COLUMBUS (WCMH) — The sky above Hilton Carter Jr.’s funeral procession was bright blue and almost completely devoid of clouds. Carter, one of the nation’s first black airmen, used to pierce through skies like these as one of the original members of the Tuskegee Airmen.

Carter was born in New Orleans in 1928 and was 14 years old when the U.S. joined World War II. He joined the Air Force after high school and was soon supporting the 332nd Air Fighter group.  

At his graveside ceremony Wednesday, he received military honors, including a fly-over from the Ohio Air National Guard.  

But Carter’s life of service did not end when he left the military. He continued to serve in a different fashion — as a public servant in his community and church in Columbus.

Carter was a former Deputy Director of the Franklin County Board of Elections, and one of the first lectors for the Catholic radio/TV and Saint Dominic masses.  

Carter and his wife, Odessa, were married for more than 60 years. His brother-in-law, Willie Keaton, gave the eulogy in which he talked about Carter’s love for his grandchildren.  

“He always told them to worship God, save half their money, and get their education so they could be successful,” said Keaton. “As he got older, he stressed to them ‘You must vote if you want to change things in this country. Don’t sit around and complain. You must vote if you want to make a change.'”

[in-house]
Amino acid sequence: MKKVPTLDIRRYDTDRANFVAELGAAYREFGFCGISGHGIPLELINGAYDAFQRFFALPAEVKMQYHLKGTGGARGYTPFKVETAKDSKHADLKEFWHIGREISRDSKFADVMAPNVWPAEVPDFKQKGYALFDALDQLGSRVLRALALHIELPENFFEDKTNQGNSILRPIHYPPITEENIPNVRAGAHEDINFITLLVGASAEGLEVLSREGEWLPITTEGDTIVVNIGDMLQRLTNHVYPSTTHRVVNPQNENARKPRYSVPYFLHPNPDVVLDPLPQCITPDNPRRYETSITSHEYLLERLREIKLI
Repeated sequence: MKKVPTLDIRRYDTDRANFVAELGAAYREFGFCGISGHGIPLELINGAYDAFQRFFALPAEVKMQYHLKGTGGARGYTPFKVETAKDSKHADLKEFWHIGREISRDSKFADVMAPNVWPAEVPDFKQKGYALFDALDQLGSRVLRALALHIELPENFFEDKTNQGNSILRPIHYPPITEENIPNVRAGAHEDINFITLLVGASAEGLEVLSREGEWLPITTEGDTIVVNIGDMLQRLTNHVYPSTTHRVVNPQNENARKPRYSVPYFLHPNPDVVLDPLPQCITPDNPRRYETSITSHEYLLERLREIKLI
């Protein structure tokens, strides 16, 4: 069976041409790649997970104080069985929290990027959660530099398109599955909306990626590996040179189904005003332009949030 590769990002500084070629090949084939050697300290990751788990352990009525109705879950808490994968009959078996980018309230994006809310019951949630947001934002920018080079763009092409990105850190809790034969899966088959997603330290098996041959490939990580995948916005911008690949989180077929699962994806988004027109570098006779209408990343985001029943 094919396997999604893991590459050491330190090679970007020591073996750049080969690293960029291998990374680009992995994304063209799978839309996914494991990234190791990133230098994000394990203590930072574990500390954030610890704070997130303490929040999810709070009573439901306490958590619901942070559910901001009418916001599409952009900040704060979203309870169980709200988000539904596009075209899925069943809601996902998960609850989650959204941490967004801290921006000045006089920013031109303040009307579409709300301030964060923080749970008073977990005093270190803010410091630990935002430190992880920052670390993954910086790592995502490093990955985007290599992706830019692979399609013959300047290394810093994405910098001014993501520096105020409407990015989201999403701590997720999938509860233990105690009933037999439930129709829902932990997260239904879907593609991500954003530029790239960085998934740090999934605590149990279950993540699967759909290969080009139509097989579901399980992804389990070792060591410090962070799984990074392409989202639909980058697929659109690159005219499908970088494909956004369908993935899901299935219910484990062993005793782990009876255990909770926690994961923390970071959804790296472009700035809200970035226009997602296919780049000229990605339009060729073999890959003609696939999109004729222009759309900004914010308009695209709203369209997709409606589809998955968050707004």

Keaton said he learned things he never knew about his brother-in-law from the obituary.  

“What Hilton was to me: a silent warrior that did not talk his game but let his actions speak for him
. . . with all the racism he had to overcome, he did not let that stop him,” Keaton said.

He closed the eulogy with words he said he could hear Carter sharing with his family.  

“I can hear Hilton saying, ‘Odessa, I’ve done all I can. My love is forever,’ said Keaton. “The angels are singing and the Father is saying, ‘Hilton, well done my son, it’s time for you to rest.'”

Letters from Ohio State Senator Hearcel Craig and U.S. Rep. Joyce Beatty praised Carter for his service to the community and all of central Ohio.  

“Known throughout the community, Mr. Carter will be remembered as one who truly exemplified the meaning of service,” wrote Senator Craig.  

“The love, compassion, and kindness he so easily extended to his family and the central Ohio community will remain in the hearts of all of those who were fortunate enough to know him,” wrote Rep. Beatty.

John Mitchell, a friend to Carter and president of the Tuskegee Air Memorial Ohio Chapter, also spoke at the ceremony.  

“His race has been run. He and his generation have inspired and made this nation greater than the one that they were born into,” said Mitchell. “We now bury our dead with honor, with dignity, and with social distancing, the new norm, not out of fear, but out of love for one another, caring for one another, sharing responsibility for one another. This is what he would have wanted. It is that part of his legacy that makes him an American hero.”  

Hilton Carter received the Congressional Gold Medal, the highest honor a civilian can get from the federal government. He was also inducted into the Civil Rights Hall of Fame by the state of Ohio.  

In 2018, he was chosen to be honored as part of the Ford Oval of Honor and was a Grand Marshal of the Red, White, and Boom Parade.  

Carter lived a long, full life. He loved and was loved. He served his fellow man.

Hilton Carter was 91 years old.